On March 19, some of Washington state's most congested areas began a new era of mobility as Sound Transit opened the University Link light-rail extension, with eight-minute rides between the University of Washington and downtown Seattle.
The University Link project opened six months ahead of schedule and about $200 million under its $1.9-billion budget. The project’s success was supported by strong collaboration with the federal government and partners including the city of Seattle and University of Washington and the Washington State Department of Transportation.
“Today, we celebrate an historic achievement – delivering new high-capacity light rail that will transform transportation in our region for the next century,” said Sound Transit Board Chair and King County Executive Dow Constantine. “Thousands of commuters will now be able to get to their destination on time, every time, even as our population grows. Thanks to support from U.S. Transportation Secretary Anthony Foxx, U.S. Sen. Patty Murray, our representatives in Congress, our staff at Sound Transit and, most importantly, local voters, we are creating the reliable mass-transit system our region needs.”
University Link connects with the existing light-rail line between SeaTac and downtown Seattle on which ridership has grown in double-digit percentages every year since its 2009 opening.
The 3.2-mile expansion of light-rail service includes two new stations. The Capitol Hill Station will bring Link service to Capitol Hill, the Broadway business district and the surrounding highly-populated residential areas. Nearby major employers and educational institutions include Seattle University, Seattle Central Community College, and the Group Health Medical Center. Riders will also be able to easily connect to buses and the First Hill Streetcar.
“This is a transformational moment for Seattle,” said Sound Transit Board member and Seattle Mayor Ed Murray. “Not only will it change how we get around, it will change how we think about how we get around. Today we are celebrating the accomplishment of transit advocates of a generation ago who developed a shared vision and all of us who worked steadily to achieve it.”
A major portion of the federal funding for the project came from an $813 million grant from the Federal Transit Administration.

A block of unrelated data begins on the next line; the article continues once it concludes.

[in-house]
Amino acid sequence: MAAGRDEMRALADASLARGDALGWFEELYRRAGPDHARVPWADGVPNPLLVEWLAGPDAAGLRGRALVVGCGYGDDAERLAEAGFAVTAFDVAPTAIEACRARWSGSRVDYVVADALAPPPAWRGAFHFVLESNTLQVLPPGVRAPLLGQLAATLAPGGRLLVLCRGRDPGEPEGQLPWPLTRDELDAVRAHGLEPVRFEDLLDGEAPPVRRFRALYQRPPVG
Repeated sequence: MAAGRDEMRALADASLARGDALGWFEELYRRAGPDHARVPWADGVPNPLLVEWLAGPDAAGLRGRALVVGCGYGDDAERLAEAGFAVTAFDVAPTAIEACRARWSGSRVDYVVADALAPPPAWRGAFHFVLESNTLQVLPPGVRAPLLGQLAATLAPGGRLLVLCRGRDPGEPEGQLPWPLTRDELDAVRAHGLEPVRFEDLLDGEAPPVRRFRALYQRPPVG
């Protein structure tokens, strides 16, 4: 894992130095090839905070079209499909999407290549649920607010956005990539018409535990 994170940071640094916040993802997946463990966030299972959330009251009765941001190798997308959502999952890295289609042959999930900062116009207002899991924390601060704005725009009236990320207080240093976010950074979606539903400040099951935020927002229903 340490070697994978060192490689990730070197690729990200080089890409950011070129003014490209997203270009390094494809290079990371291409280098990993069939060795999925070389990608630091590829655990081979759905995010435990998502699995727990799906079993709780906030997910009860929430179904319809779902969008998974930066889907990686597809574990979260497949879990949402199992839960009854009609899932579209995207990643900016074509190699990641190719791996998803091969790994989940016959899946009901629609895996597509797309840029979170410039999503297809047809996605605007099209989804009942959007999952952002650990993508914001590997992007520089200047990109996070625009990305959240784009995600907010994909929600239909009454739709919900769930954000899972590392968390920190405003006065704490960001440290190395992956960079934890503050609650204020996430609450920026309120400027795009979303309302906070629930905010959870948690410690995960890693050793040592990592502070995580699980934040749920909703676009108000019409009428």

“The University Link extension will bring fast, reliable rail service to Capitol Hill and the University of Washington – two of the Seattle area’s major centers of employment and education,” said FTA Acting Administrator Therese McMillan. “This project exemplifies public transportation’s ability to connect real people to real opportunities.”
More than 5,000 union workers affiliated with the Washington State and Seattle/King County Building and Construction Trades Council and affiliated unions of the Northwest Construction Alliance put in more than three million work hours building University Link.
The University Link extension is estimated to nearly double weekday ridership on the existing light-rail line to more than 70,000 riders on weekdays by 2020.
University Link is one of several ongoing projects to expand light-rail service in the Seattle area. The Northgate Link and Lynnwood Link projects will continue Link northward from the new University of Washington Station, with the first phase on track to open for service in 2021 and the full extension to Lynnwood planned for 2023. The S. 200th and Federal Way projects are underway to extend service southward from the current SeaTac/Airport Station, with a new station at Angle Lake opening in fall 2016.
In addition, the East Link Extension, currently in final design and expected to open in 2023, will bring light rail across Lake Washington to communities including Mercer Island, Bellevue, and Redmond.
Overall, the fully extended Link system will include more than 50 miles of light rail and connect the region’s major residential, commercial and educational centers.